A new technology for terahertz imaging in breast cancer margin determination

Sigfrid Yngvesson, Benjamin St. Peter, Paul Siqueira, Patrick Kelly, Stephen Glick, Andrew Karellas

Research output: Chapter in Book/Report/Conference proceedingConference contribution

Abstract

In this paper we describe a project for designing, developing and translating a THz imaging device for monitoring margins from extracted tissue during surgical breast cancer conservation procedures. In this application, the reflective and transmission properties of extracted tissue are monitored, in near real-time using a fine-beam THz signal which is sensitive to the presence of liquid and bound water content. In this way, it is intended that the extracted tissue will be studied in the operating theatre to determine during surgery, whether or not the region of malignant tissue has been fully excised from the patient. In the early stages of this project, we are determining to what degree an existing THz system at the University of Massachusetts (UMass) in Amherst is able to differentiate between breast carcinoma, normal fibroglandular and adipose tissues. This is achieved through close collaboration with a surgical and radiological team at the UMass-Worcester medical school and involves post-surgical recovered tissues. As part of this work, we are describing the system, measurement methodology, and first results that were obtained to calibrate the imaging system.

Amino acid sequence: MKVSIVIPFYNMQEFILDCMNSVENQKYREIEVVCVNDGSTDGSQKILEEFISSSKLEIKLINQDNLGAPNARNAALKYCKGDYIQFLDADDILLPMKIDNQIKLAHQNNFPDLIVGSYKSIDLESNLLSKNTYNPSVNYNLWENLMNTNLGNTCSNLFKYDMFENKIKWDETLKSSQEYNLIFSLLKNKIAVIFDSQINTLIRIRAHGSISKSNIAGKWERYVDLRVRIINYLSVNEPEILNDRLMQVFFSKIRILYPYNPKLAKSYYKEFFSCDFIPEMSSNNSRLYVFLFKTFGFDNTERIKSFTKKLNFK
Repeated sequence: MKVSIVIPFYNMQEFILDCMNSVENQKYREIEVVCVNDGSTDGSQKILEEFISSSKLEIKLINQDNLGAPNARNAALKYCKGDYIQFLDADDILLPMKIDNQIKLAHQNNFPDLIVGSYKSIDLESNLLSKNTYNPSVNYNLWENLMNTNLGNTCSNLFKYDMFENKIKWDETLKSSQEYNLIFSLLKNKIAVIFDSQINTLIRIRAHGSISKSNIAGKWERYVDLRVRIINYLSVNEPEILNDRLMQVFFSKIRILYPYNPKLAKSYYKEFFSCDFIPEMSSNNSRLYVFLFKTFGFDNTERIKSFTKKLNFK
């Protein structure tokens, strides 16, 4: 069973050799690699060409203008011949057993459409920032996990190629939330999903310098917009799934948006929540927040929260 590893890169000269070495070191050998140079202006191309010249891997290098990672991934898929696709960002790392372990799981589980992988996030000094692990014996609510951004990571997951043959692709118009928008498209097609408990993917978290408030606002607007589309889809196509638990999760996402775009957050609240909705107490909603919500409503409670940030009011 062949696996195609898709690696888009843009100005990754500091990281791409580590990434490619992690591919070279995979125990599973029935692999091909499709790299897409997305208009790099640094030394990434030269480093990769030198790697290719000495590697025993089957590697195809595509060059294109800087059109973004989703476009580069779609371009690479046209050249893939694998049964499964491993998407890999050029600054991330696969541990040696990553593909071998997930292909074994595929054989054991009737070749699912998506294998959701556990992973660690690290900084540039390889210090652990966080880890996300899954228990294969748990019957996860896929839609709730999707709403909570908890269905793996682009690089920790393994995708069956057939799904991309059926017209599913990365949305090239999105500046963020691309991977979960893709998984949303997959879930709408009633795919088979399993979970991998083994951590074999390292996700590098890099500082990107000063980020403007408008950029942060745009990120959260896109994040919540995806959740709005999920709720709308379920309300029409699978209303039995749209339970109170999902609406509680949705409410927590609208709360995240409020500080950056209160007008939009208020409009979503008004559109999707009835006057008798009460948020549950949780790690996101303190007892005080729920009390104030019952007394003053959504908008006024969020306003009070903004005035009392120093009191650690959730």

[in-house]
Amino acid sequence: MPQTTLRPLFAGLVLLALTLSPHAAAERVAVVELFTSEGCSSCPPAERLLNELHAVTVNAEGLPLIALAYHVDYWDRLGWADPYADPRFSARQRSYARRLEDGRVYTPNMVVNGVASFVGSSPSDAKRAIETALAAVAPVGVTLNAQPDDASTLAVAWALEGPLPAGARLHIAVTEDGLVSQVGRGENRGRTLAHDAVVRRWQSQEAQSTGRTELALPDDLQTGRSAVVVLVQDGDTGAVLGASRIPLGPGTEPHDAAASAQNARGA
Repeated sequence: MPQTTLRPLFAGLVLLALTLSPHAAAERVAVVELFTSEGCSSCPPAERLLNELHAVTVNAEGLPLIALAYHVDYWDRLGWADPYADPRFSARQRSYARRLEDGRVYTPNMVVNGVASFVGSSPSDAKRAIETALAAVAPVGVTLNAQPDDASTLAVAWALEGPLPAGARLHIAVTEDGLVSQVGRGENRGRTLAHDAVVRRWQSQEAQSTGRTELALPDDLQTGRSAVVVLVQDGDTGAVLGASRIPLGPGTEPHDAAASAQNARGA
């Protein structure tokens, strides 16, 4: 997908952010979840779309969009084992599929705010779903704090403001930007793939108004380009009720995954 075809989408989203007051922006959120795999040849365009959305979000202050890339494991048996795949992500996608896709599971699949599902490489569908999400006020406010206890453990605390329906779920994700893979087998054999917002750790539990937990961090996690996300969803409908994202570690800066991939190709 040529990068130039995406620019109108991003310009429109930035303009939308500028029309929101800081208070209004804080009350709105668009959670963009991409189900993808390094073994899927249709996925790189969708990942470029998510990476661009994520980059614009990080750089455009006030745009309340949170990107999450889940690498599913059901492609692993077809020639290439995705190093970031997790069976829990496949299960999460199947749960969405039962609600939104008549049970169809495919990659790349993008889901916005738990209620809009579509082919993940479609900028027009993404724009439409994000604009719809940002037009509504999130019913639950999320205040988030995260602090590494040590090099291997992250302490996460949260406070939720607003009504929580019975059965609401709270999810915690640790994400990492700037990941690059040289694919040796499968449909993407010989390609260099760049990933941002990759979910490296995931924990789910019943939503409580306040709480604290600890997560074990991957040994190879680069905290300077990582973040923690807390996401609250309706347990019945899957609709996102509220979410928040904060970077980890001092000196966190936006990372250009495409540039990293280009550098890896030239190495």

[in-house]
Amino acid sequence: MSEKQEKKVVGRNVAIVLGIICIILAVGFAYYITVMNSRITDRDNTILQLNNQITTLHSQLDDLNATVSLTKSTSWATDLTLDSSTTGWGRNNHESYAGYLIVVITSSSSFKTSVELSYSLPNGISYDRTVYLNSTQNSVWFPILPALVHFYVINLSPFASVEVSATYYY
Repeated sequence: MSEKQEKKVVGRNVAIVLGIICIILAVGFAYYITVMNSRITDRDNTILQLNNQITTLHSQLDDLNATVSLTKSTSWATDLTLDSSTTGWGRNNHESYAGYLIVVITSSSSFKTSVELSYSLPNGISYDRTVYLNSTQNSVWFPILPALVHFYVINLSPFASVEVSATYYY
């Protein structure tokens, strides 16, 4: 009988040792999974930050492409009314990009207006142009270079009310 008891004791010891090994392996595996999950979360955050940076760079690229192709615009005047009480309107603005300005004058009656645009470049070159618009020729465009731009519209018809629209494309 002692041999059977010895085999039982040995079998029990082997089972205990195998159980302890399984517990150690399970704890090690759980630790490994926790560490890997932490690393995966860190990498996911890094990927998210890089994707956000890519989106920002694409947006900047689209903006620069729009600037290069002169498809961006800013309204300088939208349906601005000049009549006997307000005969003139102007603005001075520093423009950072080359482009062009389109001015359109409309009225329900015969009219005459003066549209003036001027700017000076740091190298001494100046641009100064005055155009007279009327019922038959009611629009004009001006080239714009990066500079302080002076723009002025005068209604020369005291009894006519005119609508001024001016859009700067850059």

Original languageEnglish (US)
Title of host publicationMedical Imaging 2011
Subtitle of host publicationPhysics of Medical Imaging
DOIs
StatePublished - May 13 2011
Externally publishedYes
EventMedical Imaging 2011: Physics of Medical Imaging - Lake Buena Vista, FL, United States
Duration: Feb 13 2011Feb 17 2011

Publication series

NameProgress in Biomedical Optics and Imaging - Proceedings of SPIE
Volume7961
ISSN (Print)1605-7422

Conference

ConferenceMedical Imaging 2011: Physics of Medical Imaging
CountryUnited States
CityLake Buena Vista, FL
Period2/13/112/17/11

ASJC Scopus subject areas

  • Electronic, Optical and Magnetic Materials
  • Atomic and Molecular Physics, and Optics
  • Biomaterials
  • Radiology Nuclear Medicine and imaging

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